Kevin S. Attenhofer, MD
Although tissue plasminogen activator (tPA) has been approved in the United States for treatment of acute ischemic stroke since the mid-90s, there persists a sharp divide between neurologists and the emergency medicine community regarding the safety and efficacy of tPA. Imbalances between the treatment and control groups in the NINDS tPA study, criticisms of the subjective nature of functional outcome scores, and allegations of conflicts of interest have all contributed to the lingering controversy surrounding tPA. I have personally encountered significant resistance and hostility to IV tPA from other providers over 20 years after its approval. In this article, Muruet et al. add to a growing volume of literature that should help the community neurologist assuage the concerns of fellow providers.
Let’s start with what’s already available in the literature. The NINDS tPA study was the first RCT to succeed in demonstrating a significant improvement in functional outcome (ordinal shift of modified Rankin Scale, among other metrics) in stroke patients treated with tPA within 3 hours. Other RCTs at the time failed because of usage of other thrombolytics and/or a more expanded timeline. Some of these trials, such as ECASS-1 and ATLANTIS, demonstrated a positive outcome consistent with NINDS when the patients treated in the 0-3 hour window were pooled and reanalyzed. ECASS-3 extended the time window for treatment with tPA by demonstrating a sustained but diminishing benefit out to 4.5 hours. Multiple prospective, open-label registries and associated meta-analyses have externally validated these findings over the past two decades.
The two dreaded complications of tPA are hemorrhage and death. The consistent functional benefit of tPA seen in these trials was dampened — but not offset — by a statistically significant increase in the rate of symptomatic intracranial hemorrhage (sICH). Proportions of patients with sICH vary in these trials, partially because the definitions of sICH were not uniform throughout. Most of these trials had limited follow-up time (usually 90 days), so it has remained unclear if tPA has any effect, positive or negative, on long-term mortality. At 1 year, the NINDS tPA study assessed mortality without finding any significant difference between the two groups. IST-3 found a small reduction in 3-year mortality in the treatment arm, which was non-significant.
Muruet et al. present only the second propensity score-matched observational study on the long-term outcomes of IV tPA. The first, a Danish study, found a 34% decrease in mortality in tPA treated patients compared to controls at a median follow-up of 1.4 years. Muruet et al. have used a propensity score-matched cohort study design to determine whether thrombolysis with IV tPA improves long-term survival up to 10 years (median 5.4 years) after an acute ischemic stroke. They chose a propensity score method because this reduces the effect of confounding variables and allows the authors to replicate the measures of effect commonly reported in randomized clinical trials.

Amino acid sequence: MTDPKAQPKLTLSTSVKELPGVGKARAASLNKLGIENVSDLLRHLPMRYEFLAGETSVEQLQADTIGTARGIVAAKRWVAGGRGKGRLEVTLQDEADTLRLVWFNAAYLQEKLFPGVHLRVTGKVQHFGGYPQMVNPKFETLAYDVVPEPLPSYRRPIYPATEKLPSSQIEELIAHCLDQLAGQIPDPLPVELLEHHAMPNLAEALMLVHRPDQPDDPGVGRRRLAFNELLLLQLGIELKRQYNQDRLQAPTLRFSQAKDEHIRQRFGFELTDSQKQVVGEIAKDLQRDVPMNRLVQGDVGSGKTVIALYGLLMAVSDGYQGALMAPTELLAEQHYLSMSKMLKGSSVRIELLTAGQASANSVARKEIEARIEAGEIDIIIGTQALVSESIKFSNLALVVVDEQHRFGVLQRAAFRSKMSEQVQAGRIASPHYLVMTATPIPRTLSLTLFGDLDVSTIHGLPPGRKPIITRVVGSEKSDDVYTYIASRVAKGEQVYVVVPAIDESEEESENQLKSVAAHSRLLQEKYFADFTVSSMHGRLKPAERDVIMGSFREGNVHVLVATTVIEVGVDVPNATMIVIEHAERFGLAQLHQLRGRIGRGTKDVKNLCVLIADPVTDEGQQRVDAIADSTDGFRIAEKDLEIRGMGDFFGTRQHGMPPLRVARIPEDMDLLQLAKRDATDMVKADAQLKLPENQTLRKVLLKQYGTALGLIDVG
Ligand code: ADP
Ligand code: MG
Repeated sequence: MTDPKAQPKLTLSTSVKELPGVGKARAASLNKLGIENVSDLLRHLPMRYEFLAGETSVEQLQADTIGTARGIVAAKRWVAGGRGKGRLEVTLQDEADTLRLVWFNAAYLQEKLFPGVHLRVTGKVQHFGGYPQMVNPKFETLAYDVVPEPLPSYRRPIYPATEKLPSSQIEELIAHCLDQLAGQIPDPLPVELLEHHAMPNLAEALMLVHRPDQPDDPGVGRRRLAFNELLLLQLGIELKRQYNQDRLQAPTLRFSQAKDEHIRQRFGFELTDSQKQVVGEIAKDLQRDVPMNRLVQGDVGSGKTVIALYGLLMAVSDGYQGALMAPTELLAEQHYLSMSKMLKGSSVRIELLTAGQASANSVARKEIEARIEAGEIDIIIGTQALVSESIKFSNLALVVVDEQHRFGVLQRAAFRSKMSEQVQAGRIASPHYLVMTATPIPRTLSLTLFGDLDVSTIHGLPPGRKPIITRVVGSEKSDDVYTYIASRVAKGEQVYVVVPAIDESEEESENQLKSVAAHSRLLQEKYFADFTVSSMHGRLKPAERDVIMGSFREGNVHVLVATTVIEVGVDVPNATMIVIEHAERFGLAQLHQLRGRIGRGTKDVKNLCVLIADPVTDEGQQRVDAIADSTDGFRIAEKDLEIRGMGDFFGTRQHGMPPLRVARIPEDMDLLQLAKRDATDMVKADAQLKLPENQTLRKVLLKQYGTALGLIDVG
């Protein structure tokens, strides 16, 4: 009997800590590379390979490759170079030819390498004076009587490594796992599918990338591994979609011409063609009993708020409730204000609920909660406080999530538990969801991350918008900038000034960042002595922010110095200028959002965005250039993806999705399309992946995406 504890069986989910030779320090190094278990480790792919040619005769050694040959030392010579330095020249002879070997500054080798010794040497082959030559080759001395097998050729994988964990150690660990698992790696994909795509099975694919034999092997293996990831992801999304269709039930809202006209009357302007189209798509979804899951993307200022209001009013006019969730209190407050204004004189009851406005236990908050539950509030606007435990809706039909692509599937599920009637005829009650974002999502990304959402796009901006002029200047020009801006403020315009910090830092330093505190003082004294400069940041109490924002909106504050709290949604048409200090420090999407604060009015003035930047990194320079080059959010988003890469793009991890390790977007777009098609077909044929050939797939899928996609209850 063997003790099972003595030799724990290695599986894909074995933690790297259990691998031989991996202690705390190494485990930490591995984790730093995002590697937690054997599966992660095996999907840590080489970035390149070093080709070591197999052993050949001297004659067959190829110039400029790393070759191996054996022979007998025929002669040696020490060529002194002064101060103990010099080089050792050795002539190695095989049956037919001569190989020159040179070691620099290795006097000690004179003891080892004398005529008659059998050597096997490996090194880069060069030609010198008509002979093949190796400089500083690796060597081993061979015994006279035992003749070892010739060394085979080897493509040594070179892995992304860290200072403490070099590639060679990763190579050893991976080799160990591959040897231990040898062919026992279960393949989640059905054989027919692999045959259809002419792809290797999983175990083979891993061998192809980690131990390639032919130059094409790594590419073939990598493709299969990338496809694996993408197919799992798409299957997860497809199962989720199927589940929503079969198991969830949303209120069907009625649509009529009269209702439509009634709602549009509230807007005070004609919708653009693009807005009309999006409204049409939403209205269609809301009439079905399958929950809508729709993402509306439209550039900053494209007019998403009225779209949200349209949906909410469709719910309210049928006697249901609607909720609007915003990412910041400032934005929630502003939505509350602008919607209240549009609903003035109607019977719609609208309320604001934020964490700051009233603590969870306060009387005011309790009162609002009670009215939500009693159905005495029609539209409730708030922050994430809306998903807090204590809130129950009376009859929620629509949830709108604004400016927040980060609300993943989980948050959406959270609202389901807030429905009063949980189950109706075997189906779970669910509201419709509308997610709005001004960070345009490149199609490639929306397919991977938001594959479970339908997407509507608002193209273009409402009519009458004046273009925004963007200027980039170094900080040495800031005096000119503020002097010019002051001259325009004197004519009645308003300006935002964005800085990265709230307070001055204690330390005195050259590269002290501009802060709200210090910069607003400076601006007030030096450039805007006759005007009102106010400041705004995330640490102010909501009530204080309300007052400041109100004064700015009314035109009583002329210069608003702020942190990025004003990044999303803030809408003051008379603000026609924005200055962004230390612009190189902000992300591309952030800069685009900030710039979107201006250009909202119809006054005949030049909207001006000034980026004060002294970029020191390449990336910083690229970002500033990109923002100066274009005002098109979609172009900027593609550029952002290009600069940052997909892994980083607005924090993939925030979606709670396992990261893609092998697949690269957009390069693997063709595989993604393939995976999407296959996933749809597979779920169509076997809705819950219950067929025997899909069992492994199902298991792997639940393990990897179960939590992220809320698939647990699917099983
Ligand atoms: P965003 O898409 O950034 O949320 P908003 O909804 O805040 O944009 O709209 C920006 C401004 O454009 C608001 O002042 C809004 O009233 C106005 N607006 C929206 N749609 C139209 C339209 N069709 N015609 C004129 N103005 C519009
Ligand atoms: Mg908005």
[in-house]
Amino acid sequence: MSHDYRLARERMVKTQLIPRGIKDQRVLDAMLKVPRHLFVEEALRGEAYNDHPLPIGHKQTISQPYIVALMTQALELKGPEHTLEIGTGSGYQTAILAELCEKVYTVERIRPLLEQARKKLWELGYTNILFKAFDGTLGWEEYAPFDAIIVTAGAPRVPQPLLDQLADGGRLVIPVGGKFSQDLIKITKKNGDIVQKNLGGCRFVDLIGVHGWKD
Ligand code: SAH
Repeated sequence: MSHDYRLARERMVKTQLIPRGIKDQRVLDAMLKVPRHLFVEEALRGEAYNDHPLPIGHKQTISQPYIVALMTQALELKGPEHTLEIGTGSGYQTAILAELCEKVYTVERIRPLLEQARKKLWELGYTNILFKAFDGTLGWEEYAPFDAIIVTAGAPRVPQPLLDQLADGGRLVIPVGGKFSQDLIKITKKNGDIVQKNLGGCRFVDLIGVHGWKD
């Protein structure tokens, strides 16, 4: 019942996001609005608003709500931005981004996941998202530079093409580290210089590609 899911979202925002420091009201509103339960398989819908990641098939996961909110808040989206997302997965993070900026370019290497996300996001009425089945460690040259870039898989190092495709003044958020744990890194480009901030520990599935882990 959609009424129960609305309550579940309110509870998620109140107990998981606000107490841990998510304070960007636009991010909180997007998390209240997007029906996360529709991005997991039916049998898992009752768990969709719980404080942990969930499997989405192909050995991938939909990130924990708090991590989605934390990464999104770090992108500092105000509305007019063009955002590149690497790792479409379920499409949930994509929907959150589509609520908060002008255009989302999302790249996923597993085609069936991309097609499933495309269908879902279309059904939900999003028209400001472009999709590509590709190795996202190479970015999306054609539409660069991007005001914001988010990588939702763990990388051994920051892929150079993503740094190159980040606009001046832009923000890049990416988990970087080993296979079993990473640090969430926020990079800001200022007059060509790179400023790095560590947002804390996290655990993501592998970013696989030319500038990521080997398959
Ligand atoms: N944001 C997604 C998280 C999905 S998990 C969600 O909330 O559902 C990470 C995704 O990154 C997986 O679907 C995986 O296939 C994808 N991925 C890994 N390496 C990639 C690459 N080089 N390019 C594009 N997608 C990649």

2052 patients were recruited in the South London Stroke Register. 334 had missing data, leaving 1718 remaining. 246 tPA treated (0-4.5 hours) patients were paired with 492 controls. The standard difference of means of propensity scores between groups was 0.14, and the ratio of variances of propensity scores was 1.27. Both of these measures indicated that the samples were adequately matched.
Their results are clear. The Kaplan–Meier estimate shows a higher survival for patients treated with IV tPA than for those in the control group. The median survival time for the treated group was 5.72, compared to 4.98 years for the control group. The absolute risk reduction at 5 years was 8.33% (95% CI, 8.19–8.47; NNT=12) and 5.07% (95% CI, 4.92–5.22) at 10 years (NNT=20).
After adjusting for multiple variables, treatment with IV tPA was associated with a 28% decrease in mortality at 5 years and a 37% decrease in mortality at 10 years. Those treated earlier (within the first 3 hours) had even better results: 32% mortality reduction at 5 years and 42% at 10 years.
Muruet et al. have found evidence of reduced long-term mortality after thrombolysis. While it would be unethical to study this in the setting of an RCT, they have used a propensity-score method to attempt to recreate an RCT design in a real-world stroke registry, suggesting an external validation to their findings. In doing this study, they have also addressed some of the issues leading to the controversy over tPA. First of all, mortality is not a subjective outcome. Second, buried in the text is an interesting finding: The mortality benefit seemed to be driven by older patients with NIHSS>16, the population believed by some to be under-represented in the NINDS tPA study. As this is a registry of patients pre-2015, it is unlikely that this effect can be explained away by thrombectomy (although exact numbers of patients receiving thrombectomy — if any — is not stated).
Armed with this information, clinicians can comfortably tell their patients and fellow providers that despite the risk of ICH, patients treated with tPA will be more likely to live a longer, more functional life than those not treated with tPA. What more can you ask for? I believe Muruet et al. have put the nail in the coffin regarding the tPA controversy. There is no argument for clinical equipoise on the matter of tPA and stroke.